The grotesque, but fascinating demise of Gwyneth Paltrow in Steven Soderbergh's outbreak horror global flick Contagion.
When Owen Wilson's Gil met Salvador Dali (played with a never before seen sense of humor by Adrien Brody) in Midnight in Paris.
The nuttiest and most hilarious sequence of the year: when the Bridesmaids gals took that ill-fated plane ride to Las Vegas-- Kristen Wiig was "ready to paarrtttyyy," and welcomed everyone to the celebration of perhaps the most artfully executed girls-gone-wild piece ever created for the silver screen.
The nervy, stomach-inducing sequence atop the world largest building in Dubai, whereTom Cruise scaled in Mission: Impossible-Ghost Protocol. Shot with such tense, such verve, such "how the hell did do that" kind of cinematic magic that franchise filmmaking appears to have lost some time ago. I didn't feel good watching it, what with the butterflies in my stomach churning of the fear of heights I never knew I had, but damned if I wasn't compelled.
The alarming and worthwhile sense of discovery in watching the absorbing charm of Elizabeth Olsen tackling a dense, hard to define character of many names in Martha Marcy May Marlene. Ditto the arrival of Rooney Mara in The Girl With the Dragon Tattoo, just to cheat a little.
The shock and awe of George Valentin's nightmare possibly becoming a reality as everyone has a voice but himself, the greatest silent movie star in the world in The Artist.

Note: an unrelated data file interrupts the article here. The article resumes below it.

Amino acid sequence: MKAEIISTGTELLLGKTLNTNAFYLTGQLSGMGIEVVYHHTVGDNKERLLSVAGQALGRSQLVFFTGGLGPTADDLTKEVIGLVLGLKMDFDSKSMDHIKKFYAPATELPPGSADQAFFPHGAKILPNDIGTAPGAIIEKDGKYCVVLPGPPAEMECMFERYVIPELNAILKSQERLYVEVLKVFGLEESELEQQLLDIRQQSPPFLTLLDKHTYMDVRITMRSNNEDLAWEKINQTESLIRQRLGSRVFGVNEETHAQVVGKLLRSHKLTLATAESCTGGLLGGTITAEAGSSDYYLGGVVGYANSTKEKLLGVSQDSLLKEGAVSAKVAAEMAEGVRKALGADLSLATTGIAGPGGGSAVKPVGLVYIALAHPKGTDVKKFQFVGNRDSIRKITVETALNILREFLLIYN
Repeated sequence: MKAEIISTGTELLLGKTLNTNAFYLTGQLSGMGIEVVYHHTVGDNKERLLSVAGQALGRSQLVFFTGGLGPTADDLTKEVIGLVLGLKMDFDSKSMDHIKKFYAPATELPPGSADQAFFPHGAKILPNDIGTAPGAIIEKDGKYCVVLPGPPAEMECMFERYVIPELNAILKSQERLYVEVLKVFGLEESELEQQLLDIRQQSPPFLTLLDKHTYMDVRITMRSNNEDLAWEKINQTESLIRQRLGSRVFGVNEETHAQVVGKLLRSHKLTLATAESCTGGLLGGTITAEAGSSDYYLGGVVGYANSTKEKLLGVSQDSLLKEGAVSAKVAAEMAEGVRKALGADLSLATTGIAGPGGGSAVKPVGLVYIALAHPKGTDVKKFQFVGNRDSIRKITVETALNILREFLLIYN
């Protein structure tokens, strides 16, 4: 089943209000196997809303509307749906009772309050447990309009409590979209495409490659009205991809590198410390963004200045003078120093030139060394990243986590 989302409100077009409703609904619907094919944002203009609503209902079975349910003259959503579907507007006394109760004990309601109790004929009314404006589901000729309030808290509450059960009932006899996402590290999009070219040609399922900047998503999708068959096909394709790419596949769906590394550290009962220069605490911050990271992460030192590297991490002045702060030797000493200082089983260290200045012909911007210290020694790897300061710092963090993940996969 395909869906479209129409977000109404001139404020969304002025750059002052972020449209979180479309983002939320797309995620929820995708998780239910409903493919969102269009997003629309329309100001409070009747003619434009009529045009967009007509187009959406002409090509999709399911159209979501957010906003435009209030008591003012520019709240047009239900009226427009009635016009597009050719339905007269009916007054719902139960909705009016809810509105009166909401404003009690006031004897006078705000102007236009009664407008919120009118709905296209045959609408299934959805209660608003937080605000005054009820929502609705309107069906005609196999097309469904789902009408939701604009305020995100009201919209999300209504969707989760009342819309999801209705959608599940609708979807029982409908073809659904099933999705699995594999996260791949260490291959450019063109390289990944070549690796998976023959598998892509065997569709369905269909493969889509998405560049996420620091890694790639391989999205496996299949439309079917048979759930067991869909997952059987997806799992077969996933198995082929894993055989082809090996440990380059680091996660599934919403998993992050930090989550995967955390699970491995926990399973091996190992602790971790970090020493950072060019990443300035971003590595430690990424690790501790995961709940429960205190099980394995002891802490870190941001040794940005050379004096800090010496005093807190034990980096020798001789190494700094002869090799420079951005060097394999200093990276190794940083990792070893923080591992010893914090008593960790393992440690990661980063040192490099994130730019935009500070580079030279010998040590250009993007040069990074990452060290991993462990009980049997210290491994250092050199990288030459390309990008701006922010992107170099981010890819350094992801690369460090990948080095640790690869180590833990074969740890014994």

"Life a Happy Song," the best musical sequence in a feature film since Catherine Zeta-Jones belted "All That Jazz" in The Muppets.
The opening prologue to Melancholia, in which director Lars von Trier romantically and beguilingly scored his end-of-the-world operetta to tune of Wagner's Tristan & Isolde. von Trier has never been quite so unnervingly and beautifully poetic.
That nifty, ultra cool, so-stylized it hurts elevator shot in Drive, where Ryan Gosling became not just a movie star, but a generational icon.
The sad and haunting conclusion to best romantic story of the year-- the bittersweet farewell of the lovers from Weekend.
What are your favorite cinematic moments of 2011?
HAPPY NEW YEAR!